On the Death and Transfiguration of the Education Press
Thirty years ago when we thought of the national press, what came to mind were the big national newspapers like the New York Times, the Washington Post, the Chicago Tribune and the Los Angeles Times. The three big television networks and the most important magazines typically took their lead on education news from the big city papers.
The newspapers—not just the big national papers, but the regional and even many of the local papers, had education reporters whose only beat was education. The big city education reporters were people who had spent a professional lifetime in the field, whose insights and opinions carried considerable weight with the public and policy makers. When something big came along in education, they could get their article on the front page above the fold.
Those journalists adhered to a code that required them to seek out the facts, verify them, weigh a variety of views on important issues, maintain objectivity, disclose any factors that might in the eyes of the reader compromise their independence, and go wherever the facts led him or her, without fear or favor. The papers' bills were paid by the newspapers' advertisers, but, for the most part, these advertisers had no interest in weighing in on education issues, so education writers and editorialists were pretty much free to call it as they saw it. Education journalists in the big dailies were expected to be broadly and deeply knowledgeable about their field, to have access to the top people, and to know the ins and outs of the big issues and controversies.
That world—the Golden Age of newspaper journalism—is largely gone. This blog is about what has replaced it—a world in which the reader can no longer be sure who is shaping the education news we read, facts and opinions shade into one another, and the person who is writing the news story or editorial may know very little about the field. It is a world in which a few highly professional media outlets have been replaced by a myriad of voices, most of whom have an ax to grind and few of whom feel any need to obey the canons of good journalism. As in so many other fields, for better or worse, the ranks of independent professional journalists acting as gatekeepers for news and opinion are greatly diminished. The canons of journalism have been replaced by "buyer beware."
My personal experience of the death and transfiguration of education journalism is rather vivid. NCEE released its first report, the Carnegie report titled A Nation Prepared: Teachers for the 21st Century in 1986. The release event was held at the Hotel del Coronado, in San Diego, in the evening. Education reporters from the print press and TV were everywhere.
We all got up at the crack of dawn the next morning and gathered in the lobby of the Del to be there when the newspapers arrived. And there they were, the stories, on the front page of the New York Times, the Wall Street Journal, the Los Angeles Times and the San Diego Union. We later learned that the Chicago Tribune, the Christian Science Monitor, the Boston Globe and many other papers had also done stories on our report that also appeared on the front page above the fold. That morning, the leaders of our commission appeared one by one on all the morning television shows. We had hit a grand slam.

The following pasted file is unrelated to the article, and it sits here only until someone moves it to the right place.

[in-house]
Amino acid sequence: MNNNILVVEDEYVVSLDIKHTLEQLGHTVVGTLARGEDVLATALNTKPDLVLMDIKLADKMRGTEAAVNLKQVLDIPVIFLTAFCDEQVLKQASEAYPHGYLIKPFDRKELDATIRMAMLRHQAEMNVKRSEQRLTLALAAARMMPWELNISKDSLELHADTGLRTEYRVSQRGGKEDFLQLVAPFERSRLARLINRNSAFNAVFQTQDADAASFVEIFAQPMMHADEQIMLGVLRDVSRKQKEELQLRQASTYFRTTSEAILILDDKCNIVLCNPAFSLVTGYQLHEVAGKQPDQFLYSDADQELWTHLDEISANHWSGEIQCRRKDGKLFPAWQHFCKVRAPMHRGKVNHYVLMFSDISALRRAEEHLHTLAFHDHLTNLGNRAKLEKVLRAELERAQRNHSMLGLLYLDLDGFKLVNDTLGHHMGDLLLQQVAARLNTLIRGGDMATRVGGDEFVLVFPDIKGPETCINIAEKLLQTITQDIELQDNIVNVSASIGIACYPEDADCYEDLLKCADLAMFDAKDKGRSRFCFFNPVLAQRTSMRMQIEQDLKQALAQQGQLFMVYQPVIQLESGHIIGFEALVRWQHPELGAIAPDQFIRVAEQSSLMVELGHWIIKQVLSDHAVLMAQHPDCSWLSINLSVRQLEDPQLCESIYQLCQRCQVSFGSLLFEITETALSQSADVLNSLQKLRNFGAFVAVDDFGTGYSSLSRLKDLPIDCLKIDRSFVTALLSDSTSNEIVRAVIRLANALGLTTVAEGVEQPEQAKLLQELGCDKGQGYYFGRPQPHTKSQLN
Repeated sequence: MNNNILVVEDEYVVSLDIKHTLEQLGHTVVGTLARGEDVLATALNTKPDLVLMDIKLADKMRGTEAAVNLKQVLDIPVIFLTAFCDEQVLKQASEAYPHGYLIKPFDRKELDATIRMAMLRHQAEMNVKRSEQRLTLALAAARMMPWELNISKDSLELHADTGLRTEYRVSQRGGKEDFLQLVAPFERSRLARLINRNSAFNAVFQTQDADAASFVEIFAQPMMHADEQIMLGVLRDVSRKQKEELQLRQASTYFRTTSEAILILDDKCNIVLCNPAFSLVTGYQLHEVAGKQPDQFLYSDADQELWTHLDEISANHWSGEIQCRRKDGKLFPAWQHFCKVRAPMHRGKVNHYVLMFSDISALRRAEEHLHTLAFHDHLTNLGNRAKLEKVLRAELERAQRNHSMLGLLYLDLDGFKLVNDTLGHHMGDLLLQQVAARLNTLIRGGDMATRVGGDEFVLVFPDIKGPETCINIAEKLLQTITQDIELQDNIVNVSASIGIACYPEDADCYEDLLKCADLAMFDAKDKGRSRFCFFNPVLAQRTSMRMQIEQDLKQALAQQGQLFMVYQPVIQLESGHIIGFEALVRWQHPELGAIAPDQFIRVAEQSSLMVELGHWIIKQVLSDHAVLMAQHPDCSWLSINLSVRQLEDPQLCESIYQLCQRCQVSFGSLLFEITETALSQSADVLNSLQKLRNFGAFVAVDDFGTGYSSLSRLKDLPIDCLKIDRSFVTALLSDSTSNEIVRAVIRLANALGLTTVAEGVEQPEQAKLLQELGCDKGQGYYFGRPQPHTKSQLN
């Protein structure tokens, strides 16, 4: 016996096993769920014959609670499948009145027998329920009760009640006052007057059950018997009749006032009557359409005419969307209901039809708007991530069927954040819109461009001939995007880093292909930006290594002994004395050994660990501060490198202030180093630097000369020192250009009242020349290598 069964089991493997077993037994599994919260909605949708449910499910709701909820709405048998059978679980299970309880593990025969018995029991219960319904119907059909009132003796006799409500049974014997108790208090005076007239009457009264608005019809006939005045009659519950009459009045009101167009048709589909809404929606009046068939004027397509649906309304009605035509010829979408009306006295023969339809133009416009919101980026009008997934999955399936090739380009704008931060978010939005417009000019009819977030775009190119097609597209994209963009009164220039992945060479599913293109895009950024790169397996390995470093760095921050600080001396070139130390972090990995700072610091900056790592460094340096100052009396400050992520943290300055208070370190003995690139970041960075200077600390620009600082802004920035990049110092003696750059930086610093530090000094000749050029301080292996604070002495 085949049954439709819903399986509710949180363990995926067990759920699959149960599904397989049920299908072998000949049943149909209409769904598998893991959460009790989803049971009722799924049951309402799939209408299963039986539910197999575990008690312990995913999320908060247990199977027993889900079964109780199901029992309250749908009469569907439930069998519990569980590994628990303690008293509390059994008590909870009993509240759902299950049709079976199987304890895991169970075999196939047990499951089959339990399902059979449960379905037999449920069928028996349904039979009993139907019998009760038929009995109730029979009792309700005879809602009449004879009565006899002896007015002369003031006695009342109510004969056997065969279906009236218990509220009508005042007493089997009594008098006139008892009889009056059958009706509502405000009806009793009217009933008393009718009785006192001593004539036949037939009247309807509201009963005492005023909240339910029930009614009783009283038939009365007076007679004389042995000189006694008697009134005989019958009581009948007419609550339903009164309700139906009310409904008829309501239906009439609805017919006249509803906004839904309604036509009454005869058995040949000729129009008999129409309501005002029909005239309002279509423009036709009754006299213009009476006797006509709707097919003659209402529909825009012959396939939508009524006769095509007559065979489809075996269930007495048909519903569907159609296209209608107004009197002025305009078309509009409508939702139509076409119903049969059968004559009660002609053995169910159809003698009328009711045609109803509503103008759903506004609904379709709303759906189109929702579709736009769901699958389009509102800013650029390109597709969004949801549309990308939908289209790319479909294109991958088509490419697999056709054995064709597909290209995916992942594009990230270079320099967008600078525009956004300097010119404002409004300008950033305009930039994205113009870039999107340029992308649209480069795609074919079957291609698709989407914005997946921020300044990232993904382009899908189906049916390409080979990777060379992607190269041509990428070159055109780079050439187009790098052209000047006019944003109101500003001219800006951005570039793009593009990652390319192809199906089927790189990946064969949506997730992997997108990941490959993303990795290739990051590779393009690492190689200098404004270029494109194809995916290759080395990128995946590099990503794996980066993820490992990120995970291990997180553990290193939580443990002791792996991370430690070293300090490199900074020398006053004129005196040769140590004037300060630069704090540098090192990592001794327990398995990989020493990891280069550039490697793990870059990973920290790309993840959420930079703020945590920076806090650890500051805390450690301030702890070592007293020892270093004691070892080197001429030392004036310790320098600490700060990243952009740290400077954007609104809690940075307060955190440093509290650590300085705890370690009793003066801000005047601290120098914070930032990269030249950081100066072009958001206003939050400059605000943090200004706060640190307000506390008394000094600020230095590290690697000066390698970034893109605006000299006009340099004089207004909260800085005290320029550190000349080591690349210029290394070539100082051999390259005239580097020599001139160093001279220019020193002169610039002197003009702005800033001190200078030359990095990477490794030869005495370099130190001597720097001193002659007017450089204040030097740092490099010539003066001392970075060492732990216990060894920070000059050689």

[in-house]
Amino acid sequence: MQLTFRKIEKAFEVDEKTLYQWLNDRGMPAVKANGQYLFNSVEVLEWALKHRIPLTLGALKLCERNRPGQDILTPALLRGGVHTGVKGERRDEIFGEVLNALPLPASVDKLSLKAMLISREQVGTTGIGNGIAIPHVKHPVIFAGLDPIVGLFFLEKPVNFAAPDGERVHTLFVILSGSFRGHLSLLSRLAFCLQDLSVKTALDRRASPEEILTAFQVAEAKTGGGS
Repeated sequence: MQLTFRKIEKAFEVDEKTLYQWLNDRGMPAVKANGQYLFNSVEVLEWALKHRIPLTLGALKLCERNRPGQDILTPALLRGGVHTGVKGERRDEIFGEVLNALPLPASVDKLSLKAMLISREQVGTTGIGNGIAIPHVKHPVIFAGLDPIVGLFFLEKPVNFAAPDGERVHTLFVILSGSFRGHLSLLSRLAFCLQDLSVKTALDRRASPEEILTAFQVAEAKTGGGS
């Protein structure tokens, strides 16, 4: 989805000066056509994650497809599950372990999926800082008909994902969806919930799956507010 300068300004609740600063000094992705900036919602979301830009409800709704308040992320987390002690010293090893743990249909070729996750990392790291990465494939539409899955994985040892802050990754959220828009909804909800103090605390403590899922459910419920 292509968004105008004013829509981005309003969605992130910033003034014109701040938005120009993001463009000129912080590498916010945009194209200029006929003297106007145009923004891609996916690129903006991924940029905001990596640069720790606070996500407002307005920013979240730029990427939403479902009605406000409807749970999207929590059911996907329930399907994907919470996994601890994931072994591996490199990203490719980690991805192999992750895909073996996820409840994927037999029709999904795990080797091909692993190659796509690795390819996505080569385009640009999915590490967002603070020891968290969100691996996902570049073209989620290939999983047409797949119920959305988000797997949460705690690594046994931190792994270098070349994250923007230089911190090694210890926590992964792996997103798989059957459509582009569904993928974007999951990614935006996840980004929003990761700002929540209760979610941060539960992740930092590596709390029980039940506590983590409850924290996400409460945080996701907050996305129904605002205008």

None of this, of course, was an accident. I had asked Al Shanker, then the president of the AFT, to loan us his press person, Scott Widmeyer, two months ahead of the release, to develop and execute a press strategy for the report. Scott took up residence in a little corner of our tiny offices and went to work with his list of education reporters in one hand and his phone in the other. Scott knew most of the people he was calling well and they trusted him when he told them that this would be a big story they would not want to miss. The result was the press coverage I just described.
We released our second report, America's Choice: high skills or low wages! in the Hyatt above Grand Central Station in New York City in 1990 using pretty much the same strategy and got pretty much the same result. Our next big report came out in 2006. By then everything had changed. There were very few education reporters left at the major papers and few editorial writers who knew or cared much about education. The newspapers themselves were on their knees. The broadcast networks no longer dominated TV and had very little interest in education news of any kind. In their place was a vast welter of cable channels and, of course, the Internet. The world in which a professional press agent could call a couple of dozen key education reporters and get coverage for a major education report that would dominate a whole news cycle was gone. There was no one to call. The handful of key media outlets had fractured into a thousand shards. Few papers had reporters with any time to read education reports, sift through them and sort out what was worth the public's attention. There was no budget to travel to the education meetings at which the big issues were discussed. And, chances were, there was no longer an education desk staffed by journalists dedicated to the education beat.